One point eight billion. Let's put that figure into perspective. That's £30 for every man, woman and child in the UK.
That's how much Sky (and Setanta) has just paid for premier League TV rights, making it one of the most expensive properties on earth. However, the NFL rights for the US are worth £50 for every single American (and for a much shorter season with fewer games), so Sky's deal would seem to be a bargain by comparison.
Still, let's translate this to web terms, and it helps us understand why there is such a gap between TV and Internet TV.
Let's say that every match has six ads before, twelve in the middle and six ads after. A total of 24 ads per match. At £20 CPM, in internet parlance, this is worth 48p.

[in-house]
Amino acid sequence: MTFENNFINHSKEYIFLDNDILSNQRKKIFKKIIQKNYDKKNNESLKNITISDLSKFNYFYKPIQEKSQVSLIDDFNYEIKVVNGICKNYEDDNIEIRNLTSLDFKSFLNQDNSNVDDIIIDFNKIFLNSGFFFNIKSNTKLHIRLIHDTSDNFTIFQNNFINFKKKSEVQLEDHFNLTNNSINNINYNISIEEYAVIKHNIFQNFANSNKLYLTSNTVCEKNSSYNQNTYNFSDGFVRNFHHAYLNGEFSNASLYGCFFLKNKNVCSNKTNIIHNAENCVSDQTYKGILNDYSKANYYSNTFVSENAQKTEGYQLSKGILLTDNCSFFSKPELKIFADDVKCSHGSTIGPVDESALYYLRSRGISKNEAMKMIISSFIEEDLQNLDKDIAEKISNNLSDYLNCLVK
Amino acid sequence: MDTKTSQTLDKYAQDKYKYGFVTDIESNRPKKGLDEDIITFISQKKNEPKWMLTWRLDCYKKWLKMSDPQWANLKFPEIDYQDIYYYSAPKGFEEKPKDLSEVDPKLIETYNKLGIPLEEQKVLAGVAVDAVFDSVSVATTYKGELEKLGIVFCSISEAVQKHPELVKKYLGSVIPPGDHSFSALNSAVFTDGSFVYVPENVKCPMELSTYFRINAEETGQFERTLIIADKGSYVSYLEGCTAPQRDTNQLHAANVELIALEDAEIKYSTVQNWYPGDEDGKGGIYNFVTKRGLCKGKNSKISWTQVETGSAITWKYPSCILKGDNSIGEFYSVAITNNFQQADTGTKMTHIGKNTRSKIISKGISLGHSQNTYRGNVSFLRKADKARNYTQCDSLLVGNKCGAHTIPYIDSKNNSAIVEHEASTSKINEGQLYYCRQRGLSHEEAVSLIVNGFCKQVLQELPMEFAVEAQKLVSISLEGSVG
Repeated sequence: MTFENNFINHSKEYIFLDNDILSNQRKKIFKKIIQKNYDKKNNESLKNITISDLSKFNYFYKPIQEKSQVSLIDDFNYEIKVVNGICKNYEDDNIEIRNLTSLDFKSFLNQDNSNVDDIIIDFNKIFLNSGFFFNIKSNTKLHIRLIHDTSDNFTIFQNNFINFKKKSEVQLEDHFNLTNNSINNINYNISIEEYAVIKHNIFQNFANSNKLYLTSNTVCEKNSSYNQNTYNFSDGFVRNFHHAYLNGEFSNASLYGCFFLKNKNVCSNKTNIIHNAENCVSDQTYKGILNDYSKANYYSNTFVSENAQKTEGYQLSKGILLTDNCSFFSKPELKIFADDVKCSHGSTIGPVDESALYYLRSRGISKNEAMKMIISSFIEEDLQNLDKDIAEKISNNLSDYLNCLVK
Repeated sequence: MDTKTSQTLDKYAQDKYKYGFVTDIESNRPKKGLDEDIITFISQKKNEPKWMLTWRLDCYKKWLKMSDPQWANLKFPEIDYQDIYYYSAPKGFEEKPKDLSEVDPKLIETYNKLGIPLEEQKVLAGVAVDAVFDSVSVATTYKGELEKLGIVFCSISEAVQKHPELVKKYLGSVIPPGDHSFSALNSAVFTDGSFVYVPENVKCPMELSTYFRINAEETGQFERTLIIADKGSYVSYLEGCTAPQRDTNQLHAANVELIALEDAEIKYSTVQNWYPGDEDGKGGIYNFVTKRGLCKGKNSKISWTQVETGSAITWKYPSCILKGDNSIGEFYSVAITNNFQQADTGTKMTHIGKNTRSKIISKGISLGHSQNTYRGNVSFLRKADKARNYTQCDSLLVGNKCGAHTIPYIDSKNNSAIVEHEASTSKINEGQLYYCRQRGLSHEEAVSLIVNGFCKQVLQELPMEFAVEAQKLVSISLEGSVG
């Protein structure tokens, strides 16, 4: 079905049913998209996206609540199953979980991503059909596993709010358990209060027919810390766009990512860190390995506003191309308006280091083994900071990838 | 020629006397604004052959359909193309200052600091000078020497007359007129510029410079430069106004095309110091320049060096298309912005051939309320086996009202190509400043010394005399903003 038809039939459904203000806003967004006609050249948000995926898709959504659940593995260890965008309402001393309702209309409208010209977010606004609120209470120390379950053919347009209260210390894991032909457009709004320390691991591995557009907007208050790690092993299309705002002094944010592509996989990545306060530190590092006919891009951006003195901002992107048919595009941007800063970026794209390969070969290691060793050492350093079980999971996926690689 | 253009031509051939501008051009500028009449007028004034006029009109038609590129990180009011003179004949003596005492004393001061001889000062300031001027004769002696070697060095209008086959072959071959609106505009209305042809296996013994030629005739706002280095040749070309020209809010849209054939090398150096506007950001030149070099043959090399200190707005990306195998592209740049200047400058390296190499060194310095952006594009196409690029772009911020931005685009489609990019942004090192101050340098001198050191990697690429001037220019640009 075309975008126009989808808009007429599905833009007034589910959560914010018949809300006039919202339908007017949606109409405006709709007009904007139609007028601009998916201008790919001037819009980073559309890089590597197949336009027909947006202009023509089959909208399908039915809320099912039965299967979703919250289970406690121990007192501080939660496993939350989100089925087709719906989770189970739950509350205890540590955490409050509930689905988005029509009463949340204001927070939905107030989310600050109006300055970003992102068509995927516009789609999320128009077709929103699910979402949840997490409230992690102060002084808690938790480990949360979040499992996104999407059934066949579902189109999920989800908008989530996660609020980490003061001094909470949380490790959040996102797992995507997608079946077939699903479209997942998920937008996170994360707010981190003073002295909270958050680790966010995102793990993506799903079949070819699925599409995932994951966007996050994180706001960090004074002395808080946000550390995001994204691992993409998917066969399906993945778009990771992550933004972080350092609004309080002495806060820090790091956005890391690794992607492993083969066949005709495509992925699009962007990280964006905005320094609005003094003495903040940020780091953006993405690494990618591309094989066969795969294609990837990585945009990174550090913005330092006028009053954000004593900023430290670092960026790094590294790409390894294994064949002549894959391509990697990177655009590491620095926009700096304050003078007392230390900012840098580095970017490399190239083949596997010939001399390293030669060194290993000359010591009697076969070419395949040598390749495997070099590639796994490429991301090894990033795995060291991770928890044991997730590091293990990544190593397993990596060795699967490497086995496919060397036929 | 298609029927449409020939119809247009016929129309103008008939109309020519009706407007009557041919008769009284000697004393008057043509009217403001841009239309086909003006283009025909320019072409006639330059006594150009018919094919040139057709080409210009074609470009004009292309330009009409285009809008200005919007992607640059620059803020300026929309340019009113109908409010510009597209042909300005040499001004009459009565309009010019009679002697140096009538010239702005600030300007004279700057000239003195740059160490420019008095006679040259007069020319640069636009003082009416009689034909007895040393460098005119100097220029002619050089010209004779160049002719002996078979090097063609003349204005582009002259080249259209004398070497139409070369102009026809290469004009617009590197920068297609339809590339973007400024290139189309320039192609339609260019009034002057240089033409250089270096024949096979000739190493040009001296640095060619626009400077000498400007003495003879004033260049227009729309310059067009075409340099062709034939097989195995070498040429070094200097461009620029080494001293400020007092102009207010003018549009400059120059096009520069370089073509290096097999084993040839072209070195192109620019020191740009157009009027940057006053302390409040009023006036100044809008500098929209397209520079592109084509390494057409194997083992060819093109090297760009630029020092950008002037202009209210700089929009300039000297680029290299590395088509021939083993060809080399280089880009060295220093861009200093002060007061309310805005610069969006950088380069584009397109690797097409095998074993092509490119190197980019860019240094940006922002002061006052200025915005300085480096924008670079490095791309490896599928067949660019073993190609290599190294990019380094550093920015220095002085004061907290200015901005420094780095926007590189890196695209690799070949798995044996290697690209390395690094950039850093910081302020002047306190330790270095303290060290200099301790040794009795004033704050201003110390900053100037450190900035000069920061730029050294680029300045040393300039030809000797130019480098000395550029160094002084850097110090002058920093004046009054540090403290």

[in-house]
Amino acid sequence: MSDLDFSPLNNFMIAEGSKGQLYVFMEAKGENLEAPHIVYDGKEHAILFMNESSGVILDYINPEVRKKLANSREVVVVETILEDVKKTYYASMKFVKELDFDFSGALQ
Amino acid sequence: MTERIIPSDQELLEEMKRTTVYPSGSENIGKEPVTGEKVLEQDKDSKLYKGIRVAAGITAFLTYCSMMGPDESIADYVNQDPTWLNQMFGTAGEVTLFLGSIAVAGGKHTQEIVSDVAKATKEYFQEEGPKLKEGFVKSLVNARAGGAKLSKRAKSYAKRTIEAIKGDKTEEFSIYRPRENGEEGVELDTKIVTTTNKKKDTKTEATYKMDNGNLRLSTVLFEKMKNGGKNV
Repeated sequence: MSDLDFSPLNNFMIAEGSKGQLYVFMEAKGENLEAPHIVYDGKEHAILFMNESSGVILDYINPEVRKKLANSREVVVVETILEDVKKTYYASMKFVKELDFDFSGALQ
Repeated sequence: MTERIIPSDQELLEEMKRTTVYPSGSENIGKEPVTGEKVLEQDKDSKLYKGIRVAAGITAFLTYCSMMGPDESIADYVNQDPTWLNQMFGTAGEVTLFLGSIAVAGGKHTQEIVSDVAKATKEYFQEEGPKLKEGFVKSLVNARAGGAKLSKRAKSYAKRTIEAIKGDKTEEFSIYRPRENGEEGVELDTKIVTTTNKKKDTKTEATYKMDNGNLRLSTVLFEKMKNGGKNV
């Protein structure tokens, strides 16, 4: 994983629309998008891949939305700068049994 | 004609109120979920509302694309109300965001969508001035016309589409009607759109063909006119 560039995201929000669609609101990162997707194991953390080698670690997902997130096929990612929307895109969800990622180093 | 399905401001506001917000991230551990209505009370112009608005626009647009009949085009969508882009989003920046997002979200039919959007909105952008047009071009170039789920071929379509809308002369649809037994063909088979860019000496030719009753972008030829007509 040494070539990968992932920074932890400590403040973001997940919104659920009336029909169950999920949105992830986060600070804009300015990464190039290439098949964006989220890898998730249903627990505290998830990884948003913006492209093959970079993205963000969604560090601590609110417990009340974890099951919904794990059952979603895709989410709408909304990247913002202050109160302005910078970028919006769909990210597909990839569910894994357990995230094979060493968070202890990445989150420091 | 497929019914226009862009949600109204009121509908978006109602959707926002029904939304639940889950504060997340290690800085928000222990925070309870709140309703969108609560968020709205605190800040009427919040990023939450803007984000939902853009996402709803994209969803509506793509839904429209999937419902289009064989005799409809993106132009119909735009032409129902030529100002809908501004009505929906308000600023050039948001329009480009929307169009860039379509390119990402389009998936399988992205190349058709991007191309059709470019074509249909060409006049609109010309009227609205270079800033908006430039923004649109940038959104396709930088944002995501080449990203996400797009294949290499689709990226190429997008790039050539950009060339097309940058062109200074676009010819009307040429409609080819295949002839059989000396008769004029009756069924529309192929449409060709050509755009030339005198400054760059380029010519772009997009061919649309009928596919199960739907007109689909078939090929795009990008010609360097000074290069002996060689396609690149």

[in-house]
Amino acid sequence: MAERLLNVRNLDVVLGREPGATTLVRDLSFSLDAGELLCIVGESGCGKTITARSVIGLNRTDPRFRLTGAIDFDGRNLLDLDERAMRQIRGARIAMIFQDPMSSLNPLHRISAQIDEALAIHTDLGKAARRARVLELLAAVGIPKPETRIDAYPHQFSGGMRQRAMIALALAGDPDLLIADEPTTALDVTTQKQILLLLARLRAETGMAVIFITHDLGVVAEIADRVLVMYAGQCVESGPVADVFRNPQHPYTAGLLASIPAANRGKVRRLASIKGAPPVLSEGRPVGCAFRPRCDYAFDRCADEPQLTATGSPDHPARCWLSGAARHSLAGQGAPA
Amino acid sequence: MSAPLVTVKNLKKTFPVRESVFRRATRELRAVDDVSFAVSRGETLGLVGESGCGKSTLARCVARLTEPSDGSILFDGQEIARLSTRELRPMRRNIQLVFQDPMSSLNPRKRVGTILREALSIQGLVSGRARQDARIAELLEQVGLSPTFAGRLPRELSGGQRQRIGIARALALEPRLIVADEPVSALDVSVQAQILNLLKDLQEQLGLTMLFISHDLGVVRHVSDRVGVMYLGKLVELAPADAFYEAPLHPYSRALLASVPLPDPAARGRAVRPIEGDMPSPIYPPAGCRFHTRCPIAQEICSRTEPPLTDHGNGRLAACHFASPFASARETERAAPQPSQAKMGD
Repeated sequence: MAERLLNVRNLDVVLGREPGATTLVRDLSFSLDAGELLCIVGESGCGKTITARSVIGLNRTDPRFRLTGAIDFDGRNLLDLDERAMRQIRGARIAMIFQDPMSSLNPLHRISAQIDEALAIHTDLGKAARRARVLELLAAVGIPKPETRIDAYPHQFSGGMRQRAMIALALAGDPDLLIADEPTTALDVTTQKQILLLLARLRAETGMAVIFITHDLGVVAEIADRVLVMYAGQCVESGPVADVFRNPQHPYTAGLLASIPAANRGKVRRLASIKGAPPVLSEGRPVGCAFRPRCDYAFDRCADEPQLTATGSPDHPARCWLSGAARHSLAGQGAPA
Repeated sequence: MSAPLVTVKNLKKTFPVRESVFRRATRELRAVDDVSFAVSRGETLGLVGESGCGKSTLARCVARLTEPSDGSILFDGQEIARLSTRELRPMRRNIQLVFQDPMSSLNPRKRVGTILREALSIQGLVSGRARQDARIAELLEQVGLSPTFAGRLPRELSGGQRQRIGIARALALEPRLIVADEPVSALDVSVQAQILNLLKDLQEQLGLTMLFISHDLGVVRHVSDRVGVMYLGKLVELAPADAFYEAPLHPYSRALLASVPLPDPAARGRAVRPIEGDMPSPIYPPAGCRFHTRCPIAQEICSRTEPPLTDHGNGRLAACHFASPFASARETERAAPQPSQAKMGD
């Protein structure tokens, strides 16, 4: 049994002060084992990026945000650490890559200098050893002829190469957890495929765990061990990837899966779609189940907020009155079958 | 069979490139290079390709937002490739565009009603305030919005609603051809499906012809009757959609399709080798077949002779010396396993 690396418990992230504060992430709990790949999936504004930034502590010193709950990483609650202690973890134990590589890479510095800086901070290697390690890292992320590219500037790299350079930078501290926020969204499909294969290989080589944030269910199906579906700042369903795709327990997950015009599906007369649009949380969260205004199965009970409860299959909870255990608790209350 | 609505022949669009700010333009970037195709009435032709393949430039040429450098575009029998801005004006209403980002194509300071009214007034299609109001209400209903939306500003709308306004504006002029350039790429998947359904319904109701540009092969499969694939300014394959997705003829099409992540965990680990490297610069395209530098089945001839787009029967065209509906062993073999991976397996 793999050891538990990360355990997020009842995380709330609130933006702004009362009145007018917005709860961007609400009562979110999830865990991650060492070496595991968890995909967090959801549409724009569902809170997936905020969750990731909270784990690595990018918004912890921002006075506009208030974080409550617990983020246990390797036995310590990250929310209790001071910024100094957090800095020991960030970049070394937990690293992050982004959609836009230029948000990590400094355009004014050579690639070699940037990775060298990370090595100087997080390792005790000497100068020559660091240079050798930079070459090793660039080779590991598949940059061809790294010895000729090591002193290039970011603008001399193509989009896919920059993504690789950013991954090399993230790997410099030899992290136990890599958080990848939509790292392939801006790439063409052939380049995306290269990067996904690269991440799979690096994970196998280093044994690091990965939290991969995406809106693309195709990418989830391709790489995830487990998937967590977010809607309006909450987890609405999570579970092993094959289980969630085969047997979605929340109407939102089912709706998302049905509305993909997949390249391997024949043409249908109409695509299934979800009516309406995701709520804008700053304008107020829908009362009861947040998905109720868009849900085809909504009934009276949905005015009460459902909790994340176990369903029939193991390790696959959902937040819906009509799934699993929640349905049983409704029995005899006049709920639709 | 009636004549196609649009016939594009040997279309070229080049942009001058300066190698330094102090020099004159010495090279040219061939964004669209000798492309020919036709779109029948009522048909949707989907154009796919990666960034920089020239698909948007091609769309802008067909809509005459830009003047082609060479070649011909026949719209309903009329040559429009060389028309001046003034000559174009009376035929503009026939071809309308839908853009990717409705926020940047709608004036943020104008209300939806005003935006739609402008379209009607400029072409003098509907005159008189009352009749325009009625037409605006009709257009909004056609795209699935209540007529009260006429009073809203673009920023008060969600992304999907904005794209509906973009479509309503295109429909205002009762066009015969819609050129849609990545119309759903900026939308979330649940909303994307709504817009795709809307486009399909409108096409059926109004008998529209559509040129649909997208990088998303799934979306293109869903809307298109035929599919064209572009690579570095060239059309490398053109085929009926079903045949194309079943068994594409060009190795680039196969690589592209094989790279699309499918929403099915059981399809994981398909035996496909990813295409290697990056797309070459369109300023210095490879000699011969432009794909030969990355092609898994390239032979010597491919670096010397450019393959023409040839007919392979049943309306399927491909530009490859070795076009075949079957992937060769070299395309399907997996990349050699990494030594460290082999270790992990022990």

So, the logic goes like this. Every single human in the UK has to watch 60 live games a year, end-to-end. Then Sky break even on ads.
Of course, Sky is actually a subscription TV service. They have managed to get people to pay for TV, which is totally novel in the UK. Not even Virgin Media can rival them in their ability to monetize their customer base.
Quite simply, this is a £1.8bn loss leader for as $4.12bn business. And no one else can afford to play at this table.